Financial History Issue 119 (Fall 2016) - Page 21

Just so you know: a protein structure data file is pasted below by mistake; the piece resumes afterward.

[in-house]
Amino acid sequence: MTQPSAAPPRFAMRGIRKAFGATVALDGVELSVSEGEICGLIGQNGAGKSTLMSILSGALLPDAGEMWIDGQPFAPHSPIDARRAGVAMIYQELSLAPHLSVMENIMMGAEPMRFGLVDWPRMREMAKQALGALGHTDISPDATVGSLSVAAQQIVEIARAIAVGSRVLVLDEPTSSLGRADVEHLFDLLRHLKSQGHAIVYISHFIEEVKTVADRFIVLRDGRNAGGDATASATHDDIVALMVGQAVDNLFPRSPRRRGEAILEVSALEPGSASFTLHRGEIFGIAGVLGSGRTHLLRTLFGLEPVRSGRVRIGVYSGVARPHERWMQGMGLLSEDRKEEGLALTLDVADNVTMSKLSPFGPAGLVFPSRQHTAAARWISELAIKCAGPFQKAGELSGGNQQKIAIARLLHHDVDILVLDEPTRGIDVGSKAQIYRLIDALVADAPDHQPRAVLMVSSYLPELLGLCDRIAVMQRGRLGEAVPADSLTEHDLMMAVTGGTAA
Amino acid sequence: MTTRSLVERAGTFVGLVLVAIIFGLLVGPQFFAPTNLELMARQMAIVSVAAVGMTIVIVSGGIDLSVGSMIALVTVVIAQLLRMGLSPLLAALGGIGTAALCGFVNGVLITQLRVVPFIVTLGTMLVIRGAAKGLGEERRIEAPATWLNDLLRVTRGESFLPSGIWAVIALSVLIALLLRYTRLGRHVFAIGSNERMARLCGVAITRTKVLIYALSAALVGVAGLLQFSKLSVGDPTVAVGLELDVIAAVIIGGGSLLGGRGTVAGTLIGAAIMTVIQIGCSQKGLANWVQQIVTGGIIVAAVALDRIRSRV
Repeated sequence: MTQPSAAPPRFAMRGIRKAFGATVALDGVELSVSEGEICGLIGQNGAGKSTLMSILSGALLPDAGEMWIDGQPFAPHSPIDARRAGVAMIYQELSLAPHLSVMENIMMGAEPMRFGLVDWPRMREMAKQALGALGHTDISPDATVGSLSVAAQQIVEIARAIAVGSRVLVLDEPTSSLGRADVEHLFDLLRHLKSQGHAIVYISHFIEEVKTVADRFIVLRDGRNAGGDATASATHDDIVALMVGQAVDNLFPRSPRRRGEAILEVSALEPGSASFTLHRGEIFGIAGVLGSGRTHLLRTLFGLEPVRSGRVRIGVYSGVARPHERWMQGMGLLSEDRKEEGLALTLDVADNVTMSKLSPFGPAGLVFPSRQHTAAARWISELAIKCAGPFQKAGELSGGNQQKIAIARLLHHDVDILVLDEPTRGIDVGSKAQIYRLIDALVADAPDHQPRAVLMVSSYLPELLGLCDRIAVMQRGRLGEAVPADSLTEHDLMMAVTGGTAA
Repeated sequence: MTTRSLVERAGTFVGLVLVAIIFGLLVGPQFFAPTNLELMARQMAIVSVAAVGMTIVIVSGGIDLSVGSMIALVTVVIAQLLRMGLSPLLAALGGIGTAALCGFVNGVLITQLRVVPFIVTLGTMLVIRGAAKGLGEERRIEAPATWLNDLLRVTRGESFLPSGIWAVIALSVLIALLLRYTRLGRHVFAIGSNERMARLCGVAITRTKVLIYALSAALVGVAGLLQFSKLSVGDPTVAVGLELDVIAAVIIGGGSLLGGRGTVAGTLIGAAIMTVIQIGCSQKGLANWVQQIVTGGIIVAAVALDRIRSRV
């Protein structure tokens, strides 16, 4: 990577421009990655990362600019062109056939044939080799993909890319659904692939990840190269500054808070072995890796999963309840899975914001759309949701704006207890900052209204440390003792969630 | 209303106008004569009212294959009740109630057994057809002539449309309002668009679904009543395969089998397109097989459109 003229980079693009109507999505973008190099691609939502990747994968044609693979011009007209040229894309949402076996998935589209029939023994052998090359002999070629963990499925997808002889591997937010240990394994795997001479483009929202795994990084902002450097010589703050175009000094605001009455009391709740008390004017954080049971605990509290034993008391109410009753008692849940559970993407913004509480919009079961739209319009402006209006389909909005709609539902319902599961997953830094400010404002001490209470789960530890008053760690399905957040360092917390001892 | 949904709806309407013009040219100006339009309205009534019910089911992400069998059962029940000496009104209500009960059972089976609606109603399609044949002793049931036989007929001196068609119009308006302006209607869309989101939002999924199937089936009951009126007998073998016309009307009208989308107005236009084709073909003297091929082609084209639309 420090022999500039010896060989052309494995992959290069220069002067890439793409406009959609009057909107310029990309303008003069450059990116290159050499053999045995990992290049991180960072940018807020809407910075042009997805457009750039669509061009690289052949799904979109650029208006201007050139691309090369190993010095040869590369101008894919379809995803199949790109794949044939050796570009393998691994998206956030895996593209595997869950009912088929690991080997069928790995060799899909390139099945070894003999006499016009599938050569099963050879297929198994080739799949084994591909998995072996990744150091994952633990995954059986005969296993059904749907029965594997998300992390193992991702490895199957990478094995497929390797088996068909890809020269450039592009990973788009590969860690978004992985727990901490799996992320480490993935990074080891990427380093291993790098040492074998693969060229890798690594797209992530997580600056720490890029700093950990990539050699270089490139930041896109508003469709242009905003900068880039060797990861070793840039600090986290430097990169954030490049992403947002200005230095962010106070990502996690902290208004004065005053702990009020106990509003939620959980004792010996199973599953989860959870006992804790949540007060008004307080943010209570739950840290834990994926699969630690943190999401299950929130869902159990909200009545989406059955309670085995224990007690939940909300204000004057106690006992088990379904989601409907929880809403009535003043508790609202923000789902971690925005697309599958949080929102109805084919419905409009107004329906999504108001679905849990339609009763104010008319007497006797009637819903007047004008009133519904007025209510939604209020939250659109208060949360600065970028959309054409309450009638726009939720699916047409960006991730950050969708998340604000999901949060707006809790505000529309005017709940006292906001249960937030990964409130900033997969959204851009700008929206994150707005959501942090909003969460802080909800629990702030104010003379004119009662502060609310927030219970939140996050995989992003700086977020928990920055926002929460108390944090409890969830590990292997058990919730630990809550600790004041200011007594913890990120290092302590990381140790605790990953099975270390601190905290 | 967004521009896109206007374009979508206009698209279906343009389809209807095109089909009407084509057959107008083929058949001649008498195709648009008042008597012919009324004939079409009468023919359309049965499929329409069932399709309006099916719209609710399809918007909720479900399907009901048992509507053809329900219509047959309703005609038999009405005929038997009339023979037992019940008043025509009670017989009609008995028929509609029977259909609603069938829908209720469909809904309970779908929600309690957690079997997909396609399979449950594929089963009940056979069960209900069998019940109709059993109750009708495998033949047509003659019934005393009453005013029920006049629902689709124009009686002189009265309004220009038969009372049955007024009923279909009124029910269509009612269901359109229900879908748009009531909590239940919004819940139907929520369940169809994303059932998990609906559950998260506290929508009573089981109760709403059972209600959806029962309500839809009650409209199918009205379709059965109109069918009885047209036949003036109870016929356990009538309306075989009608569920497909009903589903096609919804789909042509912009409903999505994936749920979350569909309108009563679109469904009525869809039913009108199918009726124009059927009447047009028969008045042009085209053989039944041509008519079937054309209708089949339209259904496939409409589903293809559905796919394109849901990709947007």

a loan that year from France, which, as Hamilton foresaw, wanted to destabilize Britain. Morris used the loan to purchase most of the bank’s shares for the US government, a necessity because private investors, given the shakiness of America’s finances, largely refrained from buying the shares that Morris offered. The bank opened in Philadelphia in 1782 and offered considerable aid to the government during the two-year transition from war to peace. Morris then sold the government’s shares to private investors, and the Bank of North America continued as an ordinary commercial bank.8  Courtesy Wikimedia Foundation Reprinted with permission from Alexander Hamilton: The Illustrated Biography, text © 2016 by Richard Sylla, Sterling Publishing Co., Inc. Dr. Richard Sylla is the chairman of the Museum of American Finance and was formerly the Henry Kaufman Professor of the History of Financial Institutions and Markets at the NYU Stern School of Business. He is one of the nation’s leading Hamilton scholars. $3 Continental Currency note, 1776. for example, which seemed so obvious to Hamilton and to a businessman such as Morris that it “needs no discussion”— although in America, as elsewhere, few corporations existed then. The National Debt The letter ends with a brief look at the national debt once the war ended. It wouldn’t pose a problem, Hamilton said, because good financial administration and the country’s growth would enable America to pay the debt in a matter of decades. In fact, the debt had benefits: A national debt if it is not excessive will be to us a national blessing; it will be a powerful cement of our union. It will also create a necessity for keeping up taxation to a degree which without being oppressive, will be a spur to industry.…We labor less now than any civilized nation of Europe, and a habit of labor in the people is as essential to the health and vigor of their minds and bodies as it is conducive to the welfare of the State. We ought not to suffer our self-love to deceive us in a comparison upon these points.7 Here we catch a glimpse of one reason that Hamilton later became the least loved of the founders. He spoke his mind frankly, in this case saying that he didn’t think Americans worked very hard. If they had to pay taxes to service the national debt incurred as the price of their liberty, they would have an incentive to work harder. To Hamilton, that was good for them and the country regardless of whether they liked it. The letter to Morris was a private communication, but it shows the same candor that marks Hamilton’s public speeches and writings. His often polemical public work, whether over his own name or various pseudonyms, provoked strong reactions — both favorable and unfavorable. The other founders paid greater heed to what they said and wrote as it affected their public images. This tendency haunted Hamilton in later years. Morris replied to Hamilton that he had been thinking along similar lines, although the Bank of North America that he proposed had a less ambitious scale and scope than the national bank that Hamilton recommended. Much of the capital for the Bank of North America — which Congress chartered in 1781 — came from Notes 1. Alexander Hamilton, “The Continentalist No. III,” Papers of Alexander Hamilton, vol. II, p. 661. 2. We know neither the exact date nor the addressee — likely a member of Congress — of this letter. Only the draft of the letter exists in the Hamilton Papers at the Library of Congress. 3. Papers of Alexander Hamilton, vol. II, p. 245–45. 4. Papers of Alexander Hamilton, vol. II, p. 248. 5. Papers of Alexander Hamilton, vol. II, p. 606. 6. Papers of Alexander Hamilton, vol. II, p. 618. 7. Papers of Alexander Hamilton, vol. II, p. 635. 8. After a number of mergers over the years, America’s first bank now forms part of Wells Fargo. www.MoAF.org  |  Fall 2016  |  FINANCIAL HISTORY  19